an iconic Porsche 911 in front of Brandenburger Tor - AI-generated © MidJourney
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When I was a teenager (in the 1970s), my uncle had a Porsche 911 Targa. My grandfather used to cynically exclaim, “The Playboy is coming” when he came to visit every half a year. The car nevertheless became a dream car for me and many in our family. My father always said that a Porsche would make you unhappy. He didn’t mean that driving the car made him unhappy – he was referring to his honeymoon, which he had been able to take many years earlier in the Porsche 356 that my uncle was driving at the time. It was the fact that he had to give it back after the honeymoon that made him unhappy.

About this column:

In a weekly column, alternately written by Eveline van Zeeland, Derek Jan Fikkers, Eugène Franken, JP Kroeger, Katleen Gabriels, Bernd Maier-Leppla, Willemijn Brouwer, and Colinda de Beer, Innovation Origins tries to figure out what the future will look like. These columnists, sometimes joined by guest bloggers, all work in their own way to find solutions to the problems of our time. Here are all the previous installments.

The Porsche 911 – from iconic sports car to environmental destruction icon

This describes very well how many people around the world feel about the Porsche 911 icon. Since the escalation of the climate crisis, this has changed in certain circles. The Porsche 911 has become the iconic environmental destroyer among car owners. That’s surprising because SUVs are actually much more effective in this game.

Porsche 911 and e-fuels

With the advent of e-fuels, the revulsion has actually increased. The Porsche bogeyman is now mentioned in the same breath as synthetic fuels, which would be effectively CO2-neutral. “Would be” if they were produced with renewable energies.

The catch: the energy input in Germany would be impossible to handle with renewables, and the cost of a liter of e-fuel would be equally “astronomical.” This prompts the eco-movement to devise a calculation all its own: E-fuels, they believe, are simply a waste for passenger cars. They are much more needed for shipping and air travel.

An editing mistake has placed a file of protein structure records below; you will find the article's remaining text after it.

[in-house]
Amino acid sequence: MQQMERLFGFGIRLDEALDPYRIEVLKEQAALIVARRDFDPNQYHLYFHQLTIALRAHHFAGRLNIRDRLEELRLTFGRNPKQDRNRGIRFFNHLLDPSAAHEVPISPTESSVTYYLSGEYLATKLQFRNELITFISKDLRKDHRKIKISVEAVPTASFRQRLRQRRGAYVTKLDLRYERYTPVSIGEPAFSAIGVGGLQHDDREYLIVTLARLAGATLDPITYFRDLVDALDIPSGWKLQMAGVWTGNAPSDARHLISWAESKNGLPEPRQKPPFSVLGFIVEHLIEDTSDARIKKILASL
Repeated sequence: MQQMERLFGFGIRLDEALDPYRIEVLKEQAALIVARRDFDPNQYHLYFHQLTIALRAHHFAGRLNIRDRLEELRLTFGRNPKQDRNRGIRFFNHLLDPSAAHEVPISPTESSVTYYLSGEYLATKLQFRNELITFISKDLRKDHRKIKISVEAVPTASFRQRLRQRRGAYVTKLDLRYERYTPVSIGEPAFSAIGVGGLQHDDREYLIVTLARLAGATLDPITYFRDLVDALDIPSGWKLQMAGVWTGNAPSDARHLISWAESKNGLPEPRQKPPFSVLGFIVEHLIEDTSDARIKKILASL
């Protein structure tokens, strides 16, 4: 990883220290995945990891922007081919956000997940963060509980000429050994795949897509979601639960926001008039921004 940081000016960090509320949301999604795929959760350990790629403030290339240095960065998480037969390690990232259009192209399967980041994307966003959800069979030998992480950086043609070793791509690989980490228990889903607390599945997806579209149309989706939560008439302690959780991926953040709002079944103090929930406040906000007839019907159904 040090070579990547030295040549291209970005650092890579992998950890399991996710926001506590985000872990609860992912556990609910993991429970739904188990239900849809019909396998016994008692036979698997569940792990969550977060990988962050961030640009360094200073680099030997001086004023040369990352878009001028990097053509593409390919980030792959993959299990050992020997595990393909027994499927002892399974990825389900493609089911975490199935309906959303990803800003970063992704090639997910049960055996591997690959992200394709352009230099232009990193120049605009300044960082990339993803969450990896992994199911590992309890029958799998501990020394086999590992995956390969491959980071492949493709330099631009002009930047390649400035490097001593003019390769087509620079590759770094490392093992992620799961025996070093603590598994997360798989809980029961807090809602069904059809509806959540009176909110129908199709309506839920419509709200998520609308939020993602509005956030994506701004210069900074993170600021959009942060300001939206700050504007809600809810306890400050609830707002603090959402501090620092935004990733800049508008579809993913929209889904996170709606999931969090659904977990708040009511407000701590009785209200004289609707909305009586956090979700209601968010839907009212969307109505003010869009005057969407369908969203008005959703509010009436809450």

That’s right. Suppose you assume that the energy is produced in Europe, possibly even in low-wind areas like the foothills of the Alps. Logically, the energy expended is then also missing for households and industries. Because: on average, a wind power plant in Germany delivers just 2,000 hours of energy onshore per year (out of 8,760 hours).

Only about 400 vehicles could get 14,000 km annually from a wind turbine with a theoretical output of 5 MW. In comparison, 3,500 purely electric vehicles could already cover the same distance.

The opponents of e-fuels argue that this actually makes nonsense of the e-fuels idea. It could well be.

E-fuels not in Germany

Porsche is working with Siemens Energy on the Haru Oni project in Chile, where e-fuels will be produced from green hydrogen in windy Patagonia. Admittedly, in comparatively homeopathic doses. Nevertheless, a 5 MW wind turbine there has an energy yield of 6,000 h/a, three times higher than in Germany. Theoretically, 1,200 vehicles could run on the e-fuels produced there. That makes the calculation look quite different. And as far as the costs are concerned, the energy company Saudi Aramco has just reported a price per liter of 80 ct before taxes – in Saudi Arabia, they say, the kWh costs only 0.01 €.

Nevertheless, the car industry has already decided secretly. At any rate, this is the opinion of the head of the automotive supplier Valeo, Christophe Périllat, who made it unmistakably clear in an interview in the German daily newspaper Die Welt: “There is no doubt that electric cars will prevail!”

Ideologically heated discussion

But in fact, it’s not about Porsche and Co or even e-fuels. In fact, it’s about the very ideological rejection of individual transport. Porsche is the symbol of the egoistic consumer who doesn’t care about the climate. Whoever drives a Porsche is also a capitalist and/or has definitely paid for his/her car with dubious methods.

But there is hope for the 911 fans of this world (if they want to drive in a climate-friendly way). A company called Electrogenic has just unveiled an electric drop-in kit for old 911s that aims to “future-proof” the icon. With a 64 kWh battery and up to 360 hp. That would be a suggestion of goodness, wouldn’t it?

A little digression for classification:

During a laytime of ten hours, a medium-sized cruise ship consumes around 50 tons of diesel for electricity production. That corresponds to the daily consumption of 25,000 diesel cars traveling an average of around 30 kilometers.
A cruise ship like the AIDA, with an engine utilization of 85%, requires about 140 tons of fuel per day.
I am unsure if these quantities are clear to the proponents of e-fuels and the eco-movement (“shipping only”), especially since world shipping consumes gigantic amounts of fuel per day. According to Wikipedia, world shipping was responsible for 1 billion tons of CO2 emissions in 2021. That’s about 2.6% of total global emissions. By comparison, Germany emitted 678 million tons of CO2 in 2021.
Thus, for shipping alone, e-fuels would have to be produced in an amount equivalent to a multiple of Germany’s total passenger car consumption. On January 1, 371,200 Porsche brand cars were registered in Germany (but 5 million SUVs). Less than 8000 units of the Porsche 911 were registered in 2021 – out of a vehicle population of around 50 million passenger cars.